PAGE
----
Neuromuscular scoliosis is an abnormal curvature of the spine which is associated with the disorders that affect the nerves and muscles. Some of the medical conditions that result in curving of the spine include cerebral palsy, muscular dystrophy, spinal cord injury, spinal bifida, and polio.
Neuromuscular scoliosis is caused by muscle weakness, poor muscle control or paralysis in children. This condition worsens once the growth spurt occurs and makes it difficult for the child to sit comfortably. Curving also reduces the lung space leading to increased risk of pneumonia, breathing problems, and obstruction of lung function.
Some of the signs that may be noticed in your child include uneven height of shoulders and hip, uneven buttocks, misalignment of head compared to rest of the body, and the left and right side of your child’s back appears at a different height when your child bends forward.
Neuromuscular scoliosis is diagnosed by physical examination, child’s medical and family history and few diagnostic tests to confirm the condition such as X-ray, MRI scan, CT scan, and bone scan.
The treatment options include non-surgical and surgical methods. Non-surgical treatment includes braces which provide support to the trunk when the child is seated. Other non-surgical treatment options include wheelchair modification, physical therapy to improve your child’s movement. If your child is unable to walk because of the neuromuscular disease then he/she will be treated with braces to control the curve while they grow and are also considered to be the best candidates for spinal fusion surgery.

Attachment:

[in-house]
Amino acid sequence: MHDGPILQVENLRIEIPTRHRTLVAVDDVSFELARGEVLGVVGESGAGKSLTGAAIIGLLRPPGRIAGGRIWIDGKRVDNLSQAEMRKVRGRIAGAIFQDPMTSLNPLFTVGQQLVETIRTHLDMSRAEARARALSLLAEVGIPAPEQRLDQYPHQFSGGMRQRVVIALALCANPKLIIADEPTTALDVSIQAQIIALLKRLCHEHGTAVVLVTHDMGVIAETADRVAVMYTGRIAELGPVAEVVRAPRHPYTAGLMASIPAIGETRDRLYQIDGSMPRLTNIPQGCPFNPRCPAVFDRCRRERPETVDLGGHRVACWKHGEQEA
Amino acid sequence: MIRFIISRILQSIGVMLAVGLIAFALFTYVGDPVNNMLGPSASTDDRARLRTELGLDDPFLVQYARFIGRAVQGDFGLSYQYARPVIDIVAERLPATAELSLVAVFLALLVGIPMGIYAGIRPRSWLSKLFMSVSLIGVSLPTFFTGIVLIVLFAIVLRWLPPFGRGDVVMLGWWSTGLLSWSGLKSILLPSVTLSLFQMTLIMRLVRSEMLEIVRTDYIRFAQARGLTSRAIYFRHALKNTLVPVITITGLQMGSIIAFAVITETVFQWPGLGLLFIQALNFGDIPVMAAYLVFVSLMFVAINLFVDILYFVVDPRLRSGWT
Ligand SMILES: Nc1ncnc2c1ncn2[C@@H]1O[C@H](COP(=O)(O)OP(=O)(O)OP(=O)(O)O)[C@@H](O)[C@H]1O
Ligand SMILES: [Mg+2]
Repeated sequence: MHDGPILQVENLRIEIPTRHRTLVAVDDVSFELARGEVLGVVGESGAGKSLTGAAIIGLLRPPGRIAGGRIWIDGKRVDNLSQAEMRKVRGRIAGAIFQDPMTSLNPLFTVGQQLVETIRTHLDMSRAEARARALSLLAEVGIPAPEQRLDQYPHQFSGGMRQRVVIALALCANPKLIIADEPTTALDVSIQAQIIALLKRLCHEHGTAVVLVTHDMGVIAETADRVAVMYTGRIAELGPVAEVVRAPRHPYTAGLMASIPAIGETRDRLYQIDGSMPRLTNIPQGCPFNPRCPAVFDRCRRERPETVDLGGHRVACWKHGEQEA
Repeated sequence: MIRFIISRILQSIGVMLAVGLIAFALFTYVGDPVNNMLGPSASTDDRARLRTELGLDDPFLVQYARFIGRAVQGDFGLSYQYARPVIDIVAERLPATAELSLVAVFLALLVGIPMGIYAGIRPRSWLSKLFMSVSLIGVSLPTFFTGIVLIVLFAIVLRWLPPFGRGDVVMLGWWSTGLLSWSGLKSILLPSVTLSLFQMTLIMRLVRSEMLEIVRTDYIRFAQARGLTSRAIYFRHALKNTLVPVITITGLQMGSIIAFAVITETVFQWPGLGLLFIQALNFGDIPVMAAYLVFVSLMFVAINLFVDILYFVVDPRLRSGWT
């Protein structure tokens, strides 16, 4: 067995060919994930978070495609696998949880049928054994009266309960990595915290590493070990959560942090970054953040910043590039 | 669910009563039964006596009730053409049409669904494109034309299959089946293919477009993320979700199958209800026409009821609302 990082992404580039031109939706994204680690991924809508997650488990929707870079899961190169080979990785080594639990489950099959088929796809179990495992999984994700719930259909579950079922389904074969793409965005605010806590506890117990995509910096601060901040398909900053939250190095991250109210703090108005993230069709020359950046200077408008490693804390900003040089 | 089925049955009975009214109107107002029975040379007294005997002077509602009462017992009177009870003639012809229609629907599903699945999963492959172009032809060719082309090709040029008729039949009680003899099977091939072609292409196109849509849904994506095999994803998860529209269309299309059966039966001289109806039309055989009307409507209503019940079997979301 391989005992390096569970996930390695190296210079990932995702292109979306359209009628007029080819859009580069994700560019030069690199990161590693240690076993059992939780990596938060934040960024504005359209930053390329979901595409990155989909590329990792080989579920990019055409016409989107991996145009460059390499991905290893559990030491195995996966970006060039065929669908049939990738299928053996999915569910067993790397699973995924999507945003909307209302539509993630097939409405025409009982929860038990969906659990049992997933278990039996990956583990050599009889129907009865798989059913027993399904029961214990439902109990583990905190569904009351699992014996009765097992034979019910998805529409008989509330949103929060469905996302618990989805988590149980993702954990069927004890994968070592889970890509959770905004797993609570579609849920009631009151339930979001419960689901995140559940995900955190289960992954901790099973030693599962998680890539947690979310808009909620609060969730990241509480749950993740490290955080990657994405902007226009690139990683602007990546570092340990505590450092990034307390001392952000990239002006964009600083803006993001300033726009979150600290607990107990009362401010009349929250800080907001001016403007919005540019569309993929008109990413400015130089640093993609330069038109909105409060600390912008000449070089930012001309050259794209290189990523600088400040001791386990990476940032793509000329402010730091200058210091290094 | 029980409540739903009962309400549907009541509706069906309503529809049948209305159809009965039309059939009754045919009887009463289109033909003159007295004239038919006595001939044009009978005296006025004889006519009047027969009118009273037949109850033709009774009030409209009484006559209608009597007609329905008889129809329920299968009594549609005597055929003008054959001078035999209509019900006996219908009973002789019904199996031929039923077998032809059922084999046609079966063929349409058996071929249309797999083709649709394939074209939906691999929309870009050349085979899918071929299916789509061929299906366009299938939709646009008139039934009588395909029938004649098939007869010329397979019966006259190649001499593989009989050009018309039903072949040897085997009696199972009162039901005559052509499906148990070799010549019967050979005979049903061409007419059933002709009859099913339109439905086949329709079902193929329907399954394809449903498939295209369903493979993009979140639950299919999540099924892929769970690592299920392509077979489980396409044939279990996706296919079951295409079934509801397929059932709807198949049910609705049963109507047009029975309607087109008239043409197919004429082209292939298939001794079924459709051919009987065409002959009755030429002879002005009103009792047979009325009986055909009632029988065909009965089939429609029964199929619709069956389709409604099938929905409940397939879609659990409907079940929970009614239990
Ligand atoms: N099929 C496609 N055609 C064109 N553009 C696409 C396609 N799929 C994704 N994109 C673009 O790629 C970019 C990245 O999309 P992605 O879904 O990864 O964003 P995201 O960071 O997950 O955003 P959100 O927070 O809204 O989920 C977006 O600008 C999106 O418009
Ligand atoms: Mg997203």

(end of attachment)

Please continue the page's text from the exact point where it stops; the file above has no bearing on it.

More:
If your child is diagnosed with severe case of curving, your doctor will suggest insertion of growing rods. These are metal rods inserted in the spine to control the curve until your child is ready for spinal fusion surgery. The rods can be made longer so that it does not interfere with the growth of child’s spine.
Spinal fusion surgery is one of the common treatments performed in children with scoliosis. This surgical procedure aims to stabilize the curve, stop its progression, balance the spine and pelvis region, regain the ability to sit upright, and also helps to improve lung function. Spinal fusion is a procedure that involves joining or fusing two or more vertebra together with the help of bone grafts and internal fixators to form one single bone. This surgery is performed either laparoscopically or through one large incision. Bone grafts are taken from your child’s hip or from a bone bank.
At first, laminectomy is done where the bone that pinches the nerve is removed. This helps to relieve the pressure on the spinal nerves. Bone grafts are placed along with the vertebrae and internal fixators such as screws are placed on each side of the vertebrae. Rods are attached to connect the screws which help to stabilize the spine.
Some of the complications observed after the surgery include respiratory problem, wound infection, problems in nutrition and feeding, hip problem, and decrease in intestinal function. These complications are common and can be treated accordingly.
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